and karma permitting,
the haze will dissolve. Where nothing
was, you’ll catch a glimpse
“A pitch-perfect book.
“These iridescent poems reveal a life lived broadly and deeply. Time passes. Locales change. Faces come and go.
“But constants persist: the balm of sympathy, a subversive humor, a passion for understanding. Sharpe takes us along as she ranges the world, seeking knowledge and adventure from ocean reef to Himalayan peak, from Timbkutu to Moscow to home, wherever that may be. Imprinted with childhood memories as she meets fabled potters, tea pickers, revered lamas, hibernating bears and demon-fighting dogs, the more she makes the whole world her own, the better she comes to terms with those who formed her.” – Kirkus
Why do they look so wild and keep so still when the need to know’s so great? Dumb is smart for oracles. They sit. They smile. They dissemble. No one leaves dissatisfied.
Others listen to waves breaking and retreating, breaking and retreating, or the burble of stream water tripping over rocks, or the twitter and cooing of birds. They trust in nature, played back on disc, to neutralize the Chirp! Chirp! Chirp! of crickets that can’t be found, to interrupt their thoughts, thoughts, thoughts, to override those damnable yip-yapping dogs. I, too, am often wakeful. Splashes of brightness from high-beamed headlights speed around the room, outpacing a pale slow patch that’s moon-made. Paws skitter and scamper across the roof. There’s a purring, too, a whispery feathery sound, a whish-whishing that rises and fades, rises and fades, and a stronger, deeper whooo-ooshhh! that overrides it, a dash scrawled swiftly ear to ear. Lying here, not thrashing, not tense and angry, I listen to whish! whish! and whooo-ooshhh! and catch, too, the high/low humming of tires on pavement. Sleeping so near an Interstate, I’d need ear plugs, friends warned. Narcotics. Those soothing CDs. But me, I like this whish-whooshing, this music of connection, all those drivers on the road every night taking whatever’s consigned wherever it needs to be, by tomorrow, in the morning, long before which I’ll make my own transit out of night’s drama into sleep’s. And those dogs, chained, shivering, alone as I am? Let them bark up chorus. Let them serenade.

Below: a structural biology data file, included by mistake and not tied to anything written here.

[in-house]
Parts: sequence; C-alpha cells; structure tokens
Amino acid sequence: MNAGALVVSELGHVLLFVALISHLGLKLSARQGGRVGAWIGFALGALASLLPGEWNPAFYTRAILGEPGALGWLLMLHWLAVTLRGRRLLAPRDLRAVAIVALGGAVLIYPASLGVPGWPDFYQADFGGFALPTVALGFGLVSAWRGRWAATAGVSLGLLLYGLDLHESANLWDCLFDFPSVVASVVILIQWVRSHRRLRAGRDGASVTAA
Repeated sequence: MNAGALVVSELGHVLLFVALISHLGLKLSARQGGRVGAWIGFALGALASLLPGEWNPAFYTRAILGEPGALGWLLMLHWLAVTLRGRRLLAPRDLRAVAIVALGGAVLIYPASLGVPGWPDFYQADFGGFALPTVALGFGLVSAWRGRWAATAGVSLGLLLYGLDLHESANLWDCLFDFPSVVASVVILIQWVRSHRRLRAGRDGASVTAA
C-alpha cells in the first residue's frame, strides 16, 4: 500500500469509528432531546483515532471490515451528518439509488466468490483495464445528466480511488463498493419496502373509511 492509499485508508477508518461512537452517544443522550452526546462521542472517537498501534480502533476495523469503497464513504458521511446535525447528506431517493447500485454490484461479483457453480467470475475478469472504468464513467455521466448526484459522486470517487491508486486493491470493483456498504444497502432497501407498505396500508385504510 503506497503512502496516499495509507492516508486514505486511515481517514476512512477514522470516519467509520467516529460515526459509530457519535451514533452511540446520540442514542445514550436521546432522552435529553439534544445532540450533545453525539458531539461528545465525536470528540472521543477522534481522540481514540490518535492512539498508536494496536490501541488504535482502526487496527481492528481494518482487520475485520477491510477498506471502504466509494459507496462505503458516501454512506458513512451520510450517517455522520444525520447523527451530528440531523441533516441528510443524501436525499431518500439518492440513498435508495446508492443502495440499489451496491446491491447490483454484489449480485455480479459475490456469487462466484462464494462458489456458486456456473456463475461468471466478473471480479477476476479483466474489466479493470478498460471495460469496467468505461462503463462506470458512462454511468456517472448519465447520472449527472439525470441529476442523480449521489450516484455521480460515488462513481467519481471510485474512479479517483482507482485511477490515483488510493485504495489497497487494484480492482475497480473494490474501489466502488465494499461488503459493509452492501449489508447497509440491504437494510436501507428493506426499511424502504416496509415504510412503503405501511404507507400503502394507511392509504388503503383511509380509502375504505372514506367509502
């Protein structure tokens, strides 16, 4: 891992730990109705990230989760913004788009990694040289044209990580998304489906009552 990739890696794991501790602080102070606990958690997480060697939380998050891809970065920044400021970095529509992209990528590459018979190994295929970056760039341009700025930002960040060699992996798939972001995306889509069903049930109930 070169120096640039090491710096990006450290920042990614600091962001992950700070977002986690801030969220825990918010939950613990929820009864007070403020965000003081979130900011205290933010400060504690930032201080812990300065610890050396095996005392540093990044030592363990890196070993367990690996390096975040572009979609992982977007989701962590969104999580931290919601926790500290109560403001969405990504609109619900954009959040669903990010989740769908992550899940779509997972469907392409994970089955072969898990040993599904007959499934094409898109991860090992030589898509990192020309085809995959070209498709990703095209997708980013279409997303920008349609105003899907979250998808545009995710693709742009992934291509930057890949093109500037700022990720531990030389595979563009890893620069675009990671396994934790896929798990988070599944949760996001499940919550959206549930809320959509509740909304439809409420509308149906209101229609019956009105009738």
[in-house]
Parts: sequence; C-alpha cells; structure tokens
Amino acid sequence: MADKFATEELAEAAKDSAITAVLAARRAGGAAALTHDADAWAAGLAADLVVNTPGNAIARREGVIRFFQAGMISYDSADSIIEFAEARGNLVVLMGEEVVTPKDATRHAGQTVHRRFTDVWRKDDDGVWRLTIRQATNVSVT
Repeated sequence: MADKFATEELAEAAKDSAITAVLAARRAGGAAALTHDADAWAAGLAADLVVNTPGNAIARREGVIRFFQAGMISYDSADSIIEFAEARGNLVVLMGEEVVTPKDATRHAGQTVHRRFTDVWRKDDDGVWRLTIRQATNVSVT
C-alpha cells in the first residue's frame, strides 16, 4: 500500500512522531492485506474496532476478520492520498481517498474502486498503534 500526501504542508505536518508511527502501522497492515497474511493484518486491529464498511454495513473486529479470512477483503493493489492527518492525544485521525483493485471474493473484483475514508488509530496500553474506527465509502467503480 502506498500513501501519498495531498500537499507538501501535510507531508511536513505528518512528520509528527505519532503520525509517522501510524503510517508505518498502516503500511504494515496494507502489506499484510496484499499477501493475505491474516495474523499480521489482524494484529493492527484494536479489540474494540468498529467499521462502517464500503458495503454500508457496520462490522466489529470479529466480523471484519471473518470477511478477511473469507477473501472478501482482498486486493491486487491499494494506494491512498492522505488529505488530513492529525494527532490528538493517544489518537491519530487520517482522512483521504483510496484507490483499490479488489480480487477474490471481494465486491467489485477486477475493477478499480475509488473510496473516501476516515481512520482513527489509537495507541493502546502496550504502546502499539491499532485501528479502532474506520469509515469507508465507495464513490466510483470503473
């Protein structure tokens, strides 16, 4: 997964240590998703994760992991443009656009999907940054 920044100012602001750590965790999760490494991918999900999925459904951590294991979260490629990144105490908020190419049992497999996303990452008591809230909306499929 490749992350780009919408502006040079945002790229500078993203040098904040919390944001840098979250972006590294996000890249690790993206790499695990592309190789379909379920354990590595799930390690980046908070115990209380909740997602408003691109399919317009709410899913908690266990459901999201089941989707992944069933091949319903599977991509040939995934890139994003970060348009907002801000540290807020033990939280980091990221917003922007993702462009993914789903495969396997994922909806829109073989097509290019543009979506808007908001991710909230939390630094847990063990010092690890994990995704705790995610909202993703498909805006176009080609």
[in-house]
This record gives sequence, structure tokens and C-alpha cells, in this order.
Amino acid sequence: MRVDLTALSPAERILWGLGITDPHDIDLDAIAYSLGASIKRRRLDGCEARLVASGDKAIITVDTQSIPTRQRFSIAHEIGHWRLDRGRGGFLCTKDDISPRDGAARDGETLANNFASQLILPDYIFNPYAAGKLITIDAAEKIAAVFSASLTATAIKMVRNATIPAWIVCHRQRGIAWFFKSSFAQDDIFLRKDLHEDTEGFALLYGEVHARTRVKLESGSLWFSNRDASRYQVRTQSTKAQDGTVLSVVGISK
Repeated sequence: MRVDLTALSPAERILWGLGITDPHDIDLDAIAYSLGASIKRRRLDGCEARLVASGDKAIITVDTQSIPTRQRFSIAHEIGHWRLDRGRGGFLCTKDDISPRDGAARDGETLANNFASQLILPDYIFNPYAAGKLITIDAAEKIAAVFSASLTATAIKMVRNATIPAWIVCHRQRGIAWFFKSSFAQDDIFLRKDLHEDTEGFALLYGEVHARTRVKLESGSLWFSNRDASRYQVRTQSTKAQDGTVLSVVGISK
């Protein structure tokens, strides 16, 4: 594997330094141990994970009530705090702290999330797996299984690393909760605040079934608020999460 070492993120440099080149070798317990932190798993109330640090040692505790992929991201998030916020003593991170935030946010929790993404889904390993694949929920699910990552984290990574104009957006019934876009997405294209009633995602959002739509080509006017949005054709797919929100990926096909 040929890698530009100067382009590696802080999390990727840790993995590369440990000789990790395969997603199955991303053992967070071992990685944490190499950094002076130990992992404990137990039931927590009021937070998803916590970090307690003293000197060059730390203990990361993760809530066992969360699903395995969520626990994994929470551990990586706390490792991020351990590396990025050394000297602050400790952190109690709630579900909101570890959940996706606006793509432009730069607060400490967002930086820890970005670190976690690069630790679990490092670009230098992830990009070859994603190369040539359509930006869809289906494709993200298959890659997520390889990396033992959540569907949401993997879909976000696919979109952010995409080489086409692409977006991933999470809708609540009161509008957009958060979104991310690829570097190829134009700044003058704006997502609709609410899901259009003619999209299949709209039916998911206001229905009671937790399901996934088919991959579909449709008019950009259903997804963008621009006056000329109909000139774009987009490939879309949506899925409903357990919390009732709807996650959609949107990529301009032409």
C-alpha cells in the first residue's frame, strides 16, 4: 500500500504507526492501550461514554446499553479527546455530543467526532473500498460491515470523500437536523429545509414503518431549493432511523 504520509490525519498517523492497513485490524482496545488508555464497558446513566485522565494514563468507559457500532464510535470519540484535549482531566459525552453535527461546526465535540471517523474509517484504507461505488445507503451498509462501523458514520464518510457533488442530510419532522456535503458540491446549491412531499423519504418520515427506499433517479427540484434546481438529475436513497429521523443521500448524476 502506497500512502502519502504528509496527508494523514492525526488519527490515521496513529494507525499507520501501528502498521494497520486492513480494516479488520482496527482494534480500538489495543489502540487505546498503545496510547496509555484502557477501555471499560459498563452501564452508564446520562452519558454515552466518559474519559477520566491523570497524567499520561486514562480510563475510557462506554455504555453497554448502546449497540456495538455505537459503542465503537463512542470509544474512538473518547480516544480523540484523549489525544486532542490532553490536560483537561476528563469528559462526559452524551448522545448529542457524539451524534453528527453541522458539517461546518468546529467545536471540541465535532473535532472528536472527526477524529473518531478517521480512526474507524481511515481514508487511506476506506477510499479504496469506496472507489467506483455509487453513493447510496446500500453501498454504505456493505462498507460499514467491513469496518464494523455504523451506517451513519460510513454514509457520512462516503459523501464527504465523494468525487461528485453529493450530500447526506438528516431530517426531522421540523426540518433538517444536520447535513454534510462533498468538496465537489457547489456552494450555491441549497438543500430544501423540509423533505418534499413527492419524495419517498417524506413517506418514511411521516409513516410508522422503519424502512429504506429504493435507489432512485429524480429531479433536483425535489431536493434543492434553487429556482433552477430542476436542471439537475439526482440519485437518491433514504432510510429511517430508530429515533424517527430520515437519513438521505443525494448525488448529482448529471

Goggle-eyed, fin-footed, hooked up to hoses, humpbacked with tank, we scissor and plunge, ugly as urchins or squid. Or stonefish. “Watch out for them,” the locals warn. “Stay calm,” the experts advise. “Don’t dive too deep, linger too long, or surface too fast.” So many rules. So much risk. Do humans belong down here, eye to eye with parrot fish, nibbled at by finny zebras, tickled by sea grass, invested by a school of twinkling jellies? We somersault with otters, grin back at dolphins, probe fissures in a coral condominium. The danger we invite isn’t rays or sharks or eels. It’s the ease, the sense of power. A single kick and you glide where you will. This is the old country, and the danger is seduction.
Anchors have two hooks, ice axes one. Each prevents slippage. A burr’s a cluster of hooks hitching a ride in dog fur. Hooks are handy for hanging coats, hats or ideas on. Fishermen stock hooks of many kinds. All deliver. Sometimes. Fish with hooks caught in their jaws, have their own fish stories. from FERRIS WHEEL AT GORKY PARK As high as the wheel can we rise. We rise until, slipping from apogee, we taste it, this nano-second's sweet release, this heart-stopping, time-stopping parole from the heaviness of being.